So, on the 14th I did go to the work day at the learning farm for Compass Montessori School in Golden. They have a lot of information about what the school and the farm are about on their website, so I don't really want to get into that. I do want to talk about why I went and what I observed.
The big picture of why I went is that it makes sense to me that if we are going to address global warming, reduce our dependence on petroleum, reduce our carbon footprints, and fight obesity to boot, we need to go back to serious gardening. I mean Victory Garden-type gardening. I think that global warming has the kind of potential impact that deserves a WWII response from the US. However, I'm a wimp. I've never done much gardening and don't trust myself to have the stamina to keep at it. So, I went to practice, to see, and to build up my endurance.
We spent about 4 hours working. The first part of the time I worked on raking and seeding a new pasture for the goats and llamas.
The second part of the time I worked on a fence for keeping the llamas out of the high school area.
The day started off in the low 50's and ended up in the mid 60's which made it a darn fine day for labor. I got a little sunburned and I was pretty tired at the end of the day but not totally beaten up.
A few things I observed. First, I have a long way to go before being physically able to do a day's work on the farm. Let alone week after week. That being said, it seems to be easier in a way. Not that there isn't as much to know as there is in my industry (cable). And not that there aren't deadlines and all that. But it was really delightful to be able to pause at my rake, feel the breeze, and look off into the distance. It was so much more refreshing than a coffee break. Still, let's not get all romantical.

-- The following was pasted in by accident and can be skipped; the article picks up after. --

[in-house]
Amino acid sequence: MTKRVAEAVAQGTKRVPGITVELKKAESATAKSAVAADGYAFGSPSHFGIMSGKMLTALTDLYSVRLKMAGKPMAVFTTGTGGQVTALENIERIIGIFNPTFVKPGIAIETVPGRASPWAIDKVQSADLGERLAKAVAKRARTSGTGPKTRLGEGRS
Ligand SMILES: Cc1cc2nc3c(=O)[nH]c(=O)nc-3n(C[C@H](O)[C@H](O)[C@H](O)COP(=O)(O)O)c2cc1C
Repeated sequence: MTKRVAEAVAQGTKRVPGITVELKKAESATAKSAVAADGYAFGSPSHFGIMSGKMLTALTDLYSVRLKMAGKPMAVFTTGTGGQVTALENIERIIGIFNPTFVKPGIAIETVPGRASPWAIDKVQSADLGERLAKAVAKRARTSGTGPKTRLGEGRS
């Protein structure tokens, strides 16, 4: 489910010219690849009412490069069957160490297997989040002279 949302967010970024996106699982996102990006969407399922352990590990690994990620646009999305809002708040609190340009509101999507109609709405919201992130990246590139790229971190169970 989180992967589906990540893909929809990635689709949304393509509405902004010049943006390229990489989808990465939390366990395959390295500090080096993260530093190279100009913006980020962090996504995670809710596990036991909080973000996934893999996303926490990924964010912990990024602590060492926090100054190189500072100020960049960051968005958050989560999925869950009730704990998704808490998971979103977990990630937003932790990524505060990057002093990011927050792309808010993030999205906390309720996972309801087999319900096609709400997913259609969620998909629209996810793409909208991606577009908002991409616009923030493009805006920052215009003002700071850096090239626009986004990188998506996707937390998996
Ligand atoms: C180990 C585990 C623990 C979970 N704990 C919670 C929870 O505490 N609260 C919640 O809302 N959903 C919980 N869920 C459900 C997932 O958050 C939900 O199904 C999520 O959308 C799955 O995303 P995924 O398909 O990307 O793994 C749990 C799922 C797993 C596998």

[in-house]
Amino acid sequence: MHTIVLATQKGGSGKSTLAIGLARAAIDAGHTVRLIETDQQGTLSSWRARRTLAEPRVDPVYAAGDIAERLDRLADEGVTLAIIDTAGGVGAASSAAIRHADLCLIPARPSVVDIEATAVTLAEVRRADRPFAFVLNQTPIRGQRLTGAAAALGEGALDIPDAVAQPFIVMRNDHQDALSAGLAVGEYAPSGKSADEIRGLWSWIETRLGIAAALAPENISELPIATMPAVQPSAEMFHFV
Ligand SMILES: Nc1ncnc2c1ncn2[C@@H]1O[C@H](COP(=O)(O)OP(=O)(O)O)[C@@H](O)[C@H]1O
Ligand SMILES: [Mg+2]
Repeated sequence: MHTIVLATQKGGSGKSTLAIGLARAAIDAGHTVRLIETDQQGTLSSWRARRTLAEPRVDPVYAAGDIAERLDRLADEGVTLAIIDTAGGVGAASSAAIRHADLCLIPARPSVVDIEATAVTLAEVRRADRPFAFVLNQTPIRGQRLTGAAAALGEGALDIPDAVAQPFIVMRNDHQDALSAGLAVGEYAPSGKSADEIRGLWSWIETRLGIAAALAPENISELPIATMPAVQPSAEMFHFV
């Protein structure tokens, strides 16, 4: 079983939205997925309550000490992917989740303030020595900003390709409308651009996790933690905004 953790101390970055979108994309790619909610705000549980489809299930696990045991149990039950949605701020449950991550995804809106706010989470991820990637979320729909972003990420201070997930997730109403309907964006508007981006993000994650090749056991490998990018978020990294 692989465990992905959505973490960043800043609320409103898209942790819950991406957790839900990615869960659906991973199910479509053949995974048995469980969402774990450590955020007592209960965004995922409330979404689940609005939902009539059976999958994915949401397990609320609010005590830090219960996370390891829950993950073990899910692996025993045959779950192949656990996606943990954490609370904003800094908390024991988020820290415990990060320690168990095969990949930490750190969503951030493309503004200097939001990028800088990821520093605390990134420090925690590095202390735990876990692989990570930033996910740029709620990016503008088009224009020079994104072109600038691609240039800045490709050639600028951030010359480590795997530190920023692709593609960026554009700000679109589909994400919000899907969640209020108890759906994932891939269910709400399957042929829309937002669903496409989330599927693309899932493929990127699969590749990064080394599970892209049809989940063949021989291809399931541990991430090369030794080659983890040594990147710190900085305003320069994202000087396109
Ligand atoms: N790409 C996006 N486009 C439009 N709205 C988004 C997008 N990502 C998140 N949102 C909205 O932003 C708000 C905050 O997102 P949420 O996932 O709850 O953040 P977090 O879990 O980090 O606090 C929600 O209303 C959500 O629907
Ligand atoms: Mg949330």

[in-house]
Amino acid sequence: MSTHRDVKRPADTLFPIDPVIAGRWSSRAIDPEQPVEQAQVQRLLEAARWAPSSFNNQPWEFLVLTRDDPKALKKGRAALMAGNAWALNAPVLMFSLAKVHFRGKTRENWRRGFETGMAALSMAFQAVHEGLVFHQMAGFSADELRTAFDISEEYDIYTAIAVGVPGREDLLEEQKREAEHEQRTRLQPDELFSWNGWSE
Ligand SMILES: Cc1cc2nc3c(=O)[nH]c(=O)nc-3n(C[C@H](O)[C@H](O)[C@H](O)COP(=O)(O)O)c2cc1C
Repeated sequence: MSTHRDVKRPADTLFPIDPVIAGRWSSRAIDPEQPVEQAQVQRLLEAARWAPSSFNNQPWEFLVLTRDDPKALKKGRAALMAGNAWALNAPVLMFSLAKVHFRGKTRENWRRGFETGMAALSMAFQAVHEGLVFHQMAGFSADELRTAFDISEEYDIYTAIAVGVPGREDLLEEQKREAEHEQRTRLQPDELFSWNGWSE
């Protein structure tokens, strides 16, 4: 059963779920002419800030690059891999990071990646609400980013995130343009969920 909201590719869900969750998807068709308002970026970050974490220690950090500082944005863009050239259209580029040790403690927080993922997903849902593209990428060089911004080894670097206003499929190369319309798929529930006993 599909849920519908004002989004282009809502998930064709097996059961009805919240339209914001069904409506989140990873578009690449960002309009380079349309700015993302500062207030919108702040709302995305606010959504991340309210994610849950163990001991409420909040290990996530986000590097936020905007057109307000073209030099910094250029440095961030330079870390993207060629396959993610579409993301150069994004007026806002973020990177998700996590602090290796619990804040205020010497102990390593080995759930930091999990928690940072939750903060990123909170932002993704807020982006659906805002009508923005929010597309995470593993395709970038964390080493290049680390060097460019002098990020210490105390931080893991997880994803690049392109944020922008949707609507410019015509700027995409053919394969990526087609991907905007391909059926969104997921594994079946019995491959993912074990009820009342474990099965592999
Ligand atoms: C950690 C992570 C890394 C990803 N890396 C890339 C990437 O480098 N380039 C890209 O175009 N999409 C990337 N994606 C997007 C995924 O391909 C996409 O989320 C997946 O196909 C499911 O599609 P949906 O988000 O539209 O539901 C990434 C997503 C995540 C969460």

Second, the woman who is running the farm seems to have found something that works for her in a deeply satisfying way. She speaks with care and affection for the teens that come work with her and for all the plants and animals growing there. She has a sense of that physically-grounded at-home-ness you see in people who are building their own homes.
Third, guessing based on the amount of self-expression in the halls at the school, the kids are getting a world-class education in the power of making choices and following through on them. It seems like these kids have the wherewithal to stand up in the world and be known. Which is my way of contrasting them with people who go out into the world as young adults and then as adults who look to their sports team, their car brand, their favorite talking head, their church for their sense of self instead of it arising from some place deep inside.
I have been working on this post, but also procrastinating for a week. We have the May issue of Mother Jones on the table at the house and Barbara Kingsolver has a beautiful, rambling essay about locally grown food in it. I have been hoping it would be up before I posted this, but it isn't yet. Check there in a week or two. I especially like the call to know your farmer. Not as an exhibit, but as someone who is your partner... every bit as much as your doctor or dentist. We have an obligation to those men and women to not just shop around for the lowest price, but to understand that what we're willing to pay for our food is connected to what we're willing to invest in keeping the Earth green and working for all.
Monday, April 23
NotSoBigLiving is the story of a woman inspired by Sarah Susanka, Bill McKibben, Airstreams, Tumbleweed houses, Mennonites, Jimmy Carter, hippies, survivalists, Anasazi, Pema Chodron and Joko Beck, Scott Peck, Buckminster Fuller, and Al Gore to see what she can do to reduce her carbon footprint in her mid-80's suburban townhome. Strategies include roommates, alternative travel, organic eating, planting a victory garden, mindfulness, and a belly full of laughter.